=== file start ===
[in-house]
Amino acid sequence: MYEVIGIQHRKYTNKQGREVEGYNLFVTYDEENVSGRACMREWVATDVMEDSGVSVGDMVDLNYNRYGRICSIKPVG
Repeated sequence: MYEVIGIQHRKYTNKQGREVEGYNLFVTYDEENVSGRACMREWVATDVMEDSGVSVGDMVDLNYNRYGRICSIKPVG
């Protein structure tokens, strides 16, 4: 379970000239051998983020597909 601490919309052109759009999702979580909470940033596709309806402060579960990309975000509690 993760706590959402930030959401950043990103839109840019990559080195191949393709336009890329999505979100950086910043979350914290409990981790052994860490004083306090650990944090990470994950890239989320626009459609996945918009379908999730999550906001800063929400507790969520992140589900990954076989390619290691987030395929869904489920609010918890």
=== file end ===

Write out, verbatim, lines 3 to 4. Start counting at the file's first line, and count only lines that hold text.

Repeated sequence: MYEVIGIQHRKYTNKQGREVEGYNLFVTYDEENVSGRACMREWVATDVMEDSGVSVGDMVDLNYNRYGRICSIKPVG
């Protein structure tokens, strides 16, 4: 379970000239051998983020597909 601490919309052109759009999702979580909470940033596709309806402060579960990309975000509690 993760706590959402930030959401950043990103839109840019990559080195191949393709336009890329999505979100950086910043979350914290409990981790052994860490004083306090650990944090990470994950890239989320626009459609996945918009379908999730999550906001800063929400507790969520992140589900990954076989390619290691987030395929869904489920609010918890």